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Author Topic: Shallow DOF - Larger Sensors  (Read 3078 times)

Williamson Images

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Shallow DOF - Larger Sensors
« on: December 14, 2009, 03:05:18 PM »

Thought I would post the effect I get with my Contax 645 and Leaf Aptus II 10 and 140mm zeiss lens at f2.8. It is shallow.  I get similar results with my 80 at f2.0 and my Hassy 110 at 2.0.

Any similar effects with the larger sensors on the P65+ or Hassy 50 or 60's now that they have been out there a bit?  Or are you only shooting them stopped down?  I like the look and the backgrounds.  I think it only gets better with a fuller frame sensor.  

Robb


Full size - natural window light.  1/60th f 2.8 at iso 200 Handheld.

[attachment=18646:RW_000789_sm1.jpg]

and at 100%

[attachment=18647:RW_000789_sm2.jpg]

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Jonathan Wienke

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« Reply #1 on: December 14, 2009, 08:17:43 PM »

Quote from: Williamson Images
Thought I would post the effect I get with my Contax 645 and Leaf Aptus II 10 and 140mm zeiss lens at f2.8. It is shallow.  I get similar results with my 80 at f2.0 and my Hassy 110 at 2.0.

I can get a similarly narrow DOF shooting a Canon 1Ds with a 135 f/2--the eye is in focus, but the eyebrow is not...

ced

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« Reply #2 on: December 15, 2009, 04:57:11 AM »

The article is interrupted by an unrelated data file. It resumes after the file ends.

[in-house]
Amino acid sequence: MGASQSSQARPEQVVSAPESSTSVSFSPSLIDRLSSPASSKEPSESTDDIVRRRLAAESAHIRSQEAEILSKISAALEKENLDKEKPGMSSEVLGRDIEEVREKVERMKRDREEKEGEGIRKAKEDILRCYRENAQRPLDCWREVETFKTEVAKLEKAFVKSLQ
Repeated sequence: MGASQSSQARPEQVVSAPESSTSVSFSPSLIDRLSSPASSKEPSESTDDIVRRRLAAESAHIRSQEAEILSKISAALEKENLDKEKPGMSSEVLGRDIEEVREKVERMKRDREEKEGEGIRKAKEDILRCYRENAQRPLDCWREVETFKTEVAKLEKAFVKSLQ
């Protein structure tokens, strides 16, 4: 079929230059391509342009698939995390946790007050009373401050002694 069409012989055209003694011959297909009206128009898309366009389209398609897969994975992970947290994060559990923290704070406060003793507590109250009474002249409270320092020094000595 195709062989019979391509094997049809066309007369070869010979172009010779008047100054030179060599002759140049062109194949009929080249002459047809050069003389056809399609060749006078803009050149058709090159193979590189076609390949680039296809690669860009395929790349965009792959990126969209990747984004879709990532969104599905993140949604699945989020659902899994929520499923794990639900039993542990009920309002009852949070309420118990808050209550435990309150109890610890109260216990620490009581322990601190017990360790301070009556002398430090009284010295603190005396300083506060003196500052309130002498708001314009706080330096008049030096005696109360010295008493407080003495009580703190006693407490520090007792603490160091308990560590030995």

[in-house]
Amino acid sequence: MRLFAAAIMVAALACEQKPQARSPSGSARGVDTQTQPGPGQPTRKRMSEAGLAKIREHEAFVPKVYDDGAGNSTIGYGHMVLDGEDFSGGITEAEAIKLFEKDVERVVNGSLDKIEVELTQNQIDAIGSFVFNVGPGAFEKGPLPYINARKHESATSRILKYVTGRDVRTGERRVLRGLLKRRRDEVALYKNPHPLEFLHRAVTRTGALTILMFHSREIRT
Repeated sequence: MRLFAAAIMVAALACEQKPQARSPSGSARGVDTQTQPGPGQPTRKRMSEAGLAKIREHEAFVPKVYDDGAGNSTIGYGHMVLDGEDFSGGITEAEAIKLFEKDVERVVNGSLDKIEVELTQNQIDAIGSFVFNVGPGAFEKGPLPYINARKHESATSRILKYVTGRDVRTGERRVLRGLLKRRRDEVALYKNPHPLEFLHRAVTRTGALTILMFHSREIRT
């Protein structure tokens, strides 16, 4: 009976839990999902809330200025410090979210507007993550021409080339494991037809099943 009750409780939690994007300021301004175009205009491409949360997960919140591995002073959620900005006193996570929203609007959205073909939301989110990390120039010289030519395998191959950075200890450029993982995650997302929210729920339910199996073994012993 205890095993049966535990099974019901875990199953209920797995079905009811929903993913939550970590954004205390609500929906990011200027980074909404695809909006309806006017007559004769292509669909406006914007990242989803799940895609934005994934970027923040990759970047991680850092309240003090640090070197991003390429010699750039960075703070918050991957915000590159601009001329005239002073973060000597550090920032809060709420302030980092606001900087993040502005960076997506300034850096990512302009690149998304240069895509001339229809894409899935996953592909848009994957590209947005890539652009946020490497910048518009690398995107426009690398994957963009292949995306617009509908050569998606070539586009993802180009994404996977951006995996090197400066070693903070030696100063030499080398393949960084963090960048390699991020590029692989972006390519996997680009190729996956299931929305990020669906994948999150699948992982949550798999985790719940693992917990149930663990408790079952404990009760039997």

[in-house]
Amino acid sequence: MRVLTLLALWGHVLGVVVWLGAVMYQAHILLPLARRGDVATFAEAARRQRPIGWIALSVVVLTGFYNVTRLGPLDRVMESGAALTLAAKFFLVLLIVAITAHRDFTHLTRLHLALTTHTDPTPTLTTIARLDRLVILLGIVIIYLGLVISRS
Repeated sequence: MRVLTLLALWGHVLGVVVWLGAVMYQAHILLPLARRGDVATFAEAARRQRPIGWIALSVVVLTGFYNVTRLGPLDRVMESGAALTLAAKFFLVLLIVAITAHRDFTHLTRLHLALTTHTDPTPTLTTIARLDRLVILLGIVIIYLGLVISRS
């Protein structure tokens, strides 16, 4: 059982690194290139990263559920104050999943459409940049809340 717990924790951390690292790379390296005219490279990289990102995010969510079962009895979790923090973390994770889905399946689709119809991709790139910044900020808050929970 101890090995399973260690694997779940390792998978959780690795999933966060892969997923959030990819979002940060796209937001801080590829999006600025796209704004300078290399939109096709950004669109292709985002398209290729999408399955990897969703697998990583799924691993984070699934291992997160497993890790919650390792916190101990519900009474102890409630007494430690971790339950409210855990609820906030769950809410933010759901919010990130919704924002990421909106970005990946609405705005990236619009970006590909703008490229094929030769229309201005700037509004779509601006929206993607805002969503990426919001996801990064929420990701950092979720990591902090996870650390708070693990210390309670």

What result were you anticipating and compared to what?
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Williamson Images

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« Reply #3 on: December 15, 2009, 12:47:18 PM »

Just an FYI more than anything else.  I had normally relied on the 140mm for landscape or architecture and had mostly stopped it down to f8 or f11.

Was pleasantly surprised with the shallow dof and rendition at f2.8

I normally grab the hassy 110 for that use at f 2.0.

With either, I find that fine tuning focus is tricky especially if handheld.  Wondering how others are faring with the larger resolution mf backs with lenses wide open or if they are noticing any differences.  

Robb

 

Quote from: ced
What result were you anticipating and compared to what?
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LiamStrain

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Shallow DOF - Larger Sensors
« Reply #4 on: December 15, 2009, 12:50:57 PM »

I think the increased focal length has a greater impact, than the lost stop of aperture.